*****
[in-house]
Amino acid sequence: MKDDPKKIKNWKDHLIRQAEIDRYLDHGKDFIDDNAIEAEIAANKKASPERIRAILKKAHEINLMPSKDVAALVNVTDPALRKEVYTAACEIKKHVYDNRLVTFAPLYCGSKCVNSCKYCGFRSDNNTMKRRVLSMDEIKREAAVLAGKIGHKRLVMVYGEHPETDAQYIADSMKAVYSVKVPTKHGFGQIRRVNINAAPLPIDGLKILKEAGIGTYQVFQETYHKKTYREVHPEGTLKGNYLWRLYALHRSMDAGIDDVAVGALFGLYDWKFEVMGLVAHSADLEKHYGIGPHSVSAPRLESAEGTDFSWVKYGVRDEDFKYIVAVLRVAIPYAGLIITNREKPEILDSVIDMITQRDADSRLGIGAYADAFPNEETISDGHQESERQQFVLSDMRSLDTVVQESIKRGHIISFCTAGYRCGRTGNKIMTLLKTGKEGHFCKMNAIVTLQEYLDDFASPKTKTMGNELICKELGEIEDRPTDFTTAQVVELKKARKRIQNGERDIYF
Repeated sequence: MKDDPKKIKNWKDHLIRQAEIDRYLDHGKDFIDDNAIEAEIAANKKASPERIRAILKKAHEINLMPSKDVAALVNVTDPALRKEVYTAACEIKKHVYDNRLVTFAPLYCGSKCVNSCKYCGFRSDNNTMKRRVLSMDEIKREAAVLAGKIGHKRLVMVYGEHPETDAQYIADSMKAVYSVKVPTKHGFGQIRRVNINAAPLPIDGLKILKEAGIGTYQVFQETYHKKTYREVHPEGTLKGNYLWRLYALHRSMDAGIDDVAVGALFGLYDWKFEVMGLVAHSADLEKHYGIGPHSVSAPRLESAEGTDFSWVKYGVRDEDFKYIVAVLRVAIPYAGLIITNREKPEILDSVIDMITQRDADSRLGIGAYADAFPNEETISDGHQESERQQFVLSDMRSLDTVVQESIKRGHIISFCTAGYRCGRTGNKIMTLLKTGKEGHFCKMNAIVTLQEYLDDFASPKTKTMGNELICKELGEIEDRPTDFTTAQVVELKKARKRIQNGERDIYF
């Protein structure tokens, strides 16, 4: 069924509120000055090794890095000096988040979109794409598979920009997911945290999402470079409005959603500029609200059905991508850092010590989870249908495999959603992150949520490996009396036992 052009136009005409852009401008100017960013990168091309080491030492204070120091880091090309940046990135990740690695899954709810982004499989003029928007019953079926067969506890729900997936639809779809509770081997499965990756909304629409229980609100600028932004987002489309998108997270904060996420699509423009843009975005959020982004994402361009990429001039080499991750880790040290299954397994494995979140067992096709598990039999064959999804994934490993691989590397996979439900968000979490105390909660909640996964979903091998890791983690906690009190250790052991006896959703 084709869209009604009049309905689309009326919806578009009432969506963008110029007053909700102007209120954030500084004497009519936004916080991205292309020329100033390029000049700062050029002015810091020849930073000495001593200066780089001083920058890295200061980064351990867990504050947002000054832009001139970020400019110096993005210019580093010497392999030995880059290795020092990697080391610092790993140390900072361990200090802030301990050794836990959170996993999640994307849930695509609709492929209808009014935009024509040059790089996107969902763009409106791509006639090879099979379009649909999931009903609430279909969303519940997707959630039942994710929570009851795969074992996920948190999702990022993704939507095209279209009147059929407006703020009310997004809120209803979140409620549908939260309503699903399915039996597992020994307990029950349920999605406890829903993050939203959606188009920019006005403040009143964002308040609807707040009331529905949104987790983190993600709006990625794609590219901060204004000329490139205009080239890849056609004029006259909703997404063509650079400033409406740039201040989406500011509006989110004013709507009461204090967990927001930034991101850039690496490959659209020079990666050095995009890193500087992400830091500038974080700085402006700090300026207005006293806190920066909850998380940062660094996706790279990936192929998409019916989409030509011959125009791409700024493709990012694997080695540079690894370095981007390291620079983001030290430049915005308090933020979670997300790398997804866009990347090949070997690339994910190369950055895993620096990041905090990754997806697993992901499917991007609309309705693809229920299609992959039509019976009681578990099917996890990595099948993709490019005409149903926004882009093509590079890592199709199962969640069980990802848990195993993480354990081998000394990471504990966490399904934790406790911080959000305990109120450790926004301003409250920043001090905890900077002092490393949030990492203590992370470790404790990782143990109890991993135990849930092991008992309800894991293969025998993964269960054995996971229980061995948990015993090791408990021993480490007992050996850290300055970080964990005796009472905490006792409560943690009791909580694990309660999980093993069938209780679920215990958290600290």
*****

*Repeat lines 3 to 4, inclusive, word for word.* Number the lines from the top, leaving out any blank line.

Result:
Repeated sequence: MKDDPKKIKNWKDHLIRQAEIDRYLDHGKDFIDDNAIEAEIAANKKASPERIRAILKKAHEINLMPSKDVAALVNVTDPALRKEVYTAACEIKKHVYDNRLVTFAPLYCGSKCVNSCKYCGFRSDNNTMKRRVLSMDEIKREAAVLAGKIGHKRLVMVYGEHPETDAQYIADSMKAVYSVKVPTKHGFGQIRRVNINAAPLPIDGLKILKEAGIGTYQVFQETYHKKTYREVHPEGTLKGNYLWRLYALHRSMDAGIDDVAVGALFGLYDWKFEVMGLVAHSADLEKHYGIGPHSVSAPRLESAEGTDFSWVKYGVRDEDFKYIVAVLRVAIPYAGLIITNREKPEILDSVIDMITQRDADSRLGIGAYADAFPNEETISDGHQESERQQFVLSDMRSLDTVVQESIKRGHIISFCTAGYRCGRTGNKIMTLLKTGKEGHFCKMNAIVTLQEYLDDFASPKTKTMGNELICKELGEIEDRPTDFTTAQVVELKKARKRIQNGERDIYF
């Protein structure tokens, strides 16, 4: 069924509120000055090794890095000096988040979109794409598979920009997911945290999402470079409005959603500029609200059905991508850092010590989870249908495999959603992150949520490996009396036992 052009136009005409852009401008100017960013990168091309080491030492204070120091880091090309940046990135990740690695899954709810982004499989003029928007019953079926067969506890729900997936639809779809509770081997499965990756909304629409229980609100600028932004987002489309998108997270904060996420699509423009843009975005959020982004994402361009990429001039080499991750880790040290299954397994494995979140067992096709598990039999064959999804994934490993691989590397996979439900968000979490105390909660909640996964979903091998890791983690906690009190250790052991006896959703 084709869209009604009049309905689309009326919806578009009432969506963008110029007053909700102007209120954030500084004497009519936004916080991205292309020329100033390029000049700062050029002015810091020849930073000495001593200066780089001083920058890295200061980064351990867990504050947002000054832009001139970020400019110096993005210019580093010497392999030995880059290795020092990697080391610092790993140390900072361990200090802030301990050794836990959170996993999640994307849930695509609709492929209808009014935009024509040059790089996107969902763009409106791509006639090879099979379009649909999931009903609430279909969303519940997707959630039942994710929570009851795969074992996920948190999702990022993704939507095209279209009147059929407006703020009310997004809120209803979140409620549908939260309503699903399915039996597992020994307990029950349920999605406890829903993050939203959606188009920019006005403040009143964002308040609807707040009331529905949104987790983190993600709006990625794609590219901060204004000329490139205009080239890849056609004029006259909703997404063509650079400033409406740039201040989406500011509006989110004013709507009461204090967990927001930034991101850039690496490959659209020079990666050095995009890193500087992400830091500038974080700085402006700090300026207005006293806190920066909850998380940062660094996706790279990936192929998409019916989409030509011959125009791409700024493709990012694997080695540079690894370095981007390291620079983001030290430049915005308090933020979670997300790398997804866009990347090949070997690339994910190369950055895993620096990041905090990754997806697993992901499917991007609309309705693809229920299609992959039509019976009681578990099917996890990595099948993709490019005409149903926004882009093509590079890592199709199962969640069980990802848990195993993480354990081998000394990471504990966490399904934790406790911080959000305990109120450790926004301003409250920043001090905890900077002092490393949030990492203590992370470790404790990782143990109890991993135990849930092991008992309800894991293969025998993964269960054995996971229980061995948990015993090791408990021993480490007992050996850290300055970080964990005796009472905490006792409560943690009791909580694990309660999980093993069938209780679920215990958290600290």